Bachelor of Arts
Dr. William Brumley, Research Chemist, U.S. Environmental Protection Agency
Number of Pages
This thesis involves work that was accomplished during a two-year internship at the Environmental Protection Agency's (EPA), Environmental Chemistry Branch. The research is an application of trace level determination of fluorescein dyes used as groundwater tracers. The work was performed to determine whether groundwater could migrate from a Resource Conservation Recovery Act (RCRA) site to an adjacent Superfund site. The research involved using Spectrofluorimetry and a new technique called capillary electrophoresis/laser induced fluorescence (CE/LIF) to determine tracer dyes that were injected at the RCRA site and monitored at the Superfund site. Results from Spectrofluorimetry were compared to those of CE/LIF. CE provides required specificity because it is a high resolution separation technique that depends on ion mobility under free zone electrophoresis. LIF provides a sensitive detection technique for the capillary format of the separation. This study revealed fluorescein and tinopal at low parts per trillion (ppt) levels in the extracts taken from detector pads placed in the monitoring wells.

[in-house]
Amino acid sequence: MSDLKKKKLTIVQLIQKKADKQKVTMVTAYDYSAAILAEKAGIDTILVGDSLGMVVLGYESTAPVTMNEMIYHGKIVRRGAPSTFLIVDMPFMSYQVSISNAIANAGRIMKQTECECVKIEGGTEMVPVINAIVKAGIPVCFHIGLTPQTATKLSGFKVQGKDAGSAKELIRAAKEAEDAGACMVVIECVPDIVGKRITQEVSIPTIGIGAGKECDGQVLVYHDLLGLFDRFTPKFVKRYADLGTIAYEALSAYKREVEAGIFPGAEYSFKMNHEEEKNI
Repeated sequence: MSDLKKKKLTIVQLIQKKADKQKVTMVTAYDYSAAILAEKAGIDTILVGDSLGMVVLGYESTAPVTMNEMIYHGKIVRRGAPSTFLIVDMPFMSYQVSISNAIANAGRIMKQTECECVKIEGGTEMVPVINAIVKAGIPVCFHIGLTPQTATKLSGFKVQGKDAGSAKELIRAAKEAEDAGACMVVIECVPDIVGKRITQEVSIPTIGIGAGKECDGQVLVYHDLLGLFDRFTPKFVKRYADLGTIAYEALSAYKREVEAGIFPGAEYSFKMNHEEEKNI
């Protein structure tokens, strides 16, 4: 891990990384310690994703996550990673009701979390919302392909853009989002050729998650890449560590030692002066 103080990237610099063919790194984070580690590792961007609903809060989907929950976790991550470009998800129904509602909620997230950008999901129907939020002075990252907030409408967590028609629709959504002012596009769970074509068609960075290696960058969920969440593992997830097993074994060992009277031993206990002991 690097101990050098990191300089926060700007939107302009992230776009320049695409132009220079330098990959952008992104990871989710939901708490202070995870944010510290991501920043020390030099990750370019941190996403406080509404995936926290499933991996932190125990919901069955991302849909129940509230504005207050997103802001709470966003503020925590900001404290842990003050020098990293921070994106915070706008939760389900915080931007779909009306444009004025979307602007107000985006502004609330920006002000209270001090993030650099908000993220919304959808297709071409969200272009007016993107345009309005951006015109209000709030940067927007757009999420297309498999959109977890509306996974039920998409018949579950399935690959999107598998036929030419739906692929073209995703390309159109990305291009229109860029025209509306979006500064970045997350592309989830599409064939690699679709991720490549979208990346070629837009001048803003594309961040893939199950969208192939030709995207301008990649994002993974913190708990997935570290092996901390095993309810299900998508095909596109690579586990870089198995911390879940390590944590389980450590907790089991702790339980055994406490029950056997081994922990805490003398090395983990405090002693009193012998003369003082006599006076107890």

Chattanooga (Tenn.); Fluorescein; Groundwater flow; Groundwater monitoring; Groundwater pollution; Groundwater tracers methodology; Tennessee
Environmental Health and Protection | Environmental Indicators and Impact Assessment | Environmental Monitoring | Environmental Sciences | Hydrology
Ferguson, Patrick, "The Use of spectrofluorimetry and capillary electrophoresis/laser-induced fluorescence for the detection of fluorescent dyes in groundwater migration studies" (1997). UNLV Theses, Dissertations, Professional Papers, and Capstones. 287.